Inuktitut is a language spoken in more than five Canadian provinces and territories.
It is recognized as one of the official languages of Nunavut.
Although more than 35,000 Canadians spoke the language based on a 2016 Statistics Canada report, teaching the language remains a challenge.
“Many times we don’t have qualified Inuktitut teachers, and when we do, we often don’t have enough teaching material for teachers to use,” explains Inuk author, business owner and ex-university educator Jeela Palluq-Cloutier.
The author recently won the 2022 Nunavut Literacy Award. She explains, “production of resources and having more qualified teachers is the challenge. The Department of Education is working on a more thorough curriculum for teaching Inuktitut. It’s very important to have our language not just visible but presented in high quality, with high standards of grammar and vocabulary.”
Palluq-Cloutier recently turned her focus on yet another mission to save her mother tongue: helping Facebook translate more than 11,000 words in Inuktitut.
“The goal was to have an interface as an option so the language can be used through social media,” she said.
When it comes to online resources for learning Inuktitut, the options are few. The language is not available on the bigger platforms such as Duolingo or even the Canadian giant LingQ.
Steve Kauffman, Founder of LingQ, said, “We have to have a minimum of content. We have a library for every language which consists of audio and texts to make mini stories. If people were willing to do that for Inuktitut, we would put it up, for sure!”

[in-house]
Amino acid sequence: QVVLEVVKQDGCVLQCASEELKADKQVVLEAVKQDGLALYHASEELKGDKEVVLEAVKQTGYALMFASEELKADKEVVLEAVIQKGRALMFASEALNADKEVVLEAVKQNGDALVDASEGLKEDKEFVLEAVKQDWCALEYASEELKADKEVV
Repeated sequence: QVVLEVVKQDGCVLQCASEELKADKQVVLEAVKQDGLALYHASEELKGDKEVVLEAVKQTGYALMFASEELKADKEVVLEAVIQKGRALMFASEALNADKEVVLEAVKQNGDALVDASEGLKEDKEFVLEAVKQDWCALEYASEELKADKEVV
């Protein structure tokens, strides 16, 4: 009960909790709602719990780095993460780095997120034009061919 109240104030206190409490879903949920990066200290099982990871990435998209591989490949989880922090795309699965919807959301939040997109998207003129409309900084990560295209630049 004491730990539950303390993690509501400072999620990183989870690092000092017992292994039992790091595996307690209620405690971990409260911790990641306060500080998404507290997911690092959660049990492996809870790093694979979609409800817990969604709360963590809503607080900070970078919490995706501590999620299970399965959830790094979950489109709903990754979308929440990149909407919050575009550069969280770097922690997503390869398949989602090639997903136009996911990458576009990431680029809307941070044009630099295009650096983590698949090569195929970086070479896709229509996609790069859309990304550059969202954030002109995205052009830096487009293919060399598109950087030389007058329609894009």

Someone has already applied for the language to be added but hasn’t put up enough content to be made public, according to Kauffman.
“We can’t say we offer Inuktitut, and you show up and there’s nothing in our library,” he said.
Help with syllabics
Another challenge is technology itself. Typing in syllabics, which is the alphabet of the language, is still inaccessible for most.
Thomassie Mangiok, creator and school administrator, is trying to fix this issue. His application “Inuktitut” will be made public this week. The app available on IOS devices will permit users to type with a syllabic keyboard. A similar application was created in 2015 by the Pirurvik Center but hasn’t been available in the last few years.
It took about two months for the creator to develop the application.
“The goal was to be able to text in Inuktitut with my daughters. It was very frustrating because my children couldn’t even chat in their own language,” said Mangiok.
“It’s modern technology that has brought us to an increase in quality of life. The larger part of the population in Canada has been operating in English and French, what happens to minorities; we’re isolated from the digital progress. Culture, safety, social skills, economy, politics, basic needs are met through communication, it’s essential.”
When it comes to technology advancements, being able to type in syllabics isn’t the only challenge the Inuktitut-speakers are facing.
“We need better internet speed to have access to digital courses. Not only that, we need it to create content. It is very expensive to have basic internet in the North,” Mangiok added.
Although there are many challenges, Palluq-Cloutier is optimistic for the future of Inuktitut.
“I don’t think it’s going to disappear because of the work we are putting into preserving it. The reality of our language is very different from community to community. In the Kivalliq region, the language is much lower than in the Baffin region, and in some communities it’s as high as 90-98 per cent.”
She concludes on a positive note.
“My hope is that our language will not just survive but thrive. The way it can be done is by producing teaching, reading material supporting the education system, material that can reach the youth.”